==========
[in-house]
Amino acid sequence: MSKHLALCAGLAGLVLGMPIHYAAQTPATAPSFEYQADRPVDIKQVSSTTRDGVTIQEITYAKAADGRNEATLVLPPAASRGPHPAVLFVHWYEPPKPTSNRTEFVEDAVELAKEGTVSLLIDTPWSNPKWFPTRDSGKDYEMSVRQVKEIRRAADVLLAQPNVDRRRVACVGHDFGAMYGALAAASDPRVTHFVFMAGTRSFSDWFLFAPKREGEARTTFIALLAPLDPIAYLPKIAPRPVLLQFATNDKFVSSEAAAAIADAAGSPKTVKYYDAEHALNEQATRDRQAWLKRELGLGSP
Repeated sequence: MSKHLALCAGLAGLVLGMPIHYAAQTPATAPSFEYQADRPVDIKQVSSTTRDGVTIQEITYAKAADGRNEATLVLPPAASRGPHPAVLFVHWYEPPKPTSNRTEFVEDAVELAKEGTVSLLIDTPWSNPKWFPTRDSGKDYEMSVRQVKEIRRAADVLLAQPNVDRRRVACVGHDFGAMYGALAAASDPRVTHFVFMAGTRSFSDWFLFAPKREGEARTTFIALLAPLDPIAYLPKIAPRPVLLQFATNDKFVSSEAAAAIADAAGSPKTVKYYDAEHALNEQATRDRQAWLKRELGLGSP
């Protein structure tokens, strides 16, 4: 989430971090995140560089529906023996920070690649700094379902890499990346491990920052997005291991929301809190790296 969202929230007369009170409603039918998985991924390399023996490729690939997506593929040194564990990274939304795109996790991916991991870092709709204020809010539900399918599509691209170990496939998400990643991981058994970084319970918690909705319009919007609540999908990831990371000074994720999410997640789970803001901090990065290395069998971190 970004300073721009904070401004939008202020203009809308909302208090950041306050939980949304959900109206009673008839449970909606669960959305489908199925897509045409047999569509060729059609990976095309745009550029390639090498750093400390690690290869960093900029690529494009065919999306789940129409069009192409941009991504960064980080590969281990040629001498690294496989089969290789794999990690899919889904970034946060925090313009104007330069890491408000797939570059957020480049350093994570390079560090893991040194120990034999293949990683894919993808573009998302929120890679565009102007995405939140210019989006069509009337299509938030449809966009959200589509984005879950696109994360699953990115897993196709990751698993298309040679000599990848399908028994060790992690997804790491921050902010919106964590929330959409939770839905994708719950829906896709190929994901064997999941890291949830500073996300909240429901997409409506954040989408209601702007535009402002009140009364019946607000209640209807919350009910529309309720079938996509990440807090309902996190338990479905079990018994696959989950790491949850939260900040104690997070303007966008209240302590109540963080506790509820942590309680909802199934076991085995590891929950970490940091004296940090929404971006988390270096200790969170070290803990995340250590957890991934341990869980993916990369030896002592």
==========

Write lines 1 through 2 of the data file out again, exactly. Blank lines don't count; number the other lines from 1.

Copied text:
[in-house]
Amino acid sequence: MSKHLALCAGLAGLVLGMPIHYAAQTPATAPSFEYQADRPVDIKQVSSTTRDGVTIQEITYAKAADGRNEATLVLPPAASRGPHPAVLFVHWYEPPKPTSNRTEFVEDAVELAKEGTVSLLIDTPWSNPKWFPTRDSGKDYEMSVRQVKEIRRAADVLLAQPNVDRRRVACVGHDFGAMYGALAAASDPRVTHFVFMAGTRSFSDWFLFAPKREGEARTTFIALLAPLDPIAYLPKIAPRPVLLQFATNDKFVSSEAAAAIADAAGSPKTVKYYDAEHALNEQATRDRQAWLKRELGLGSP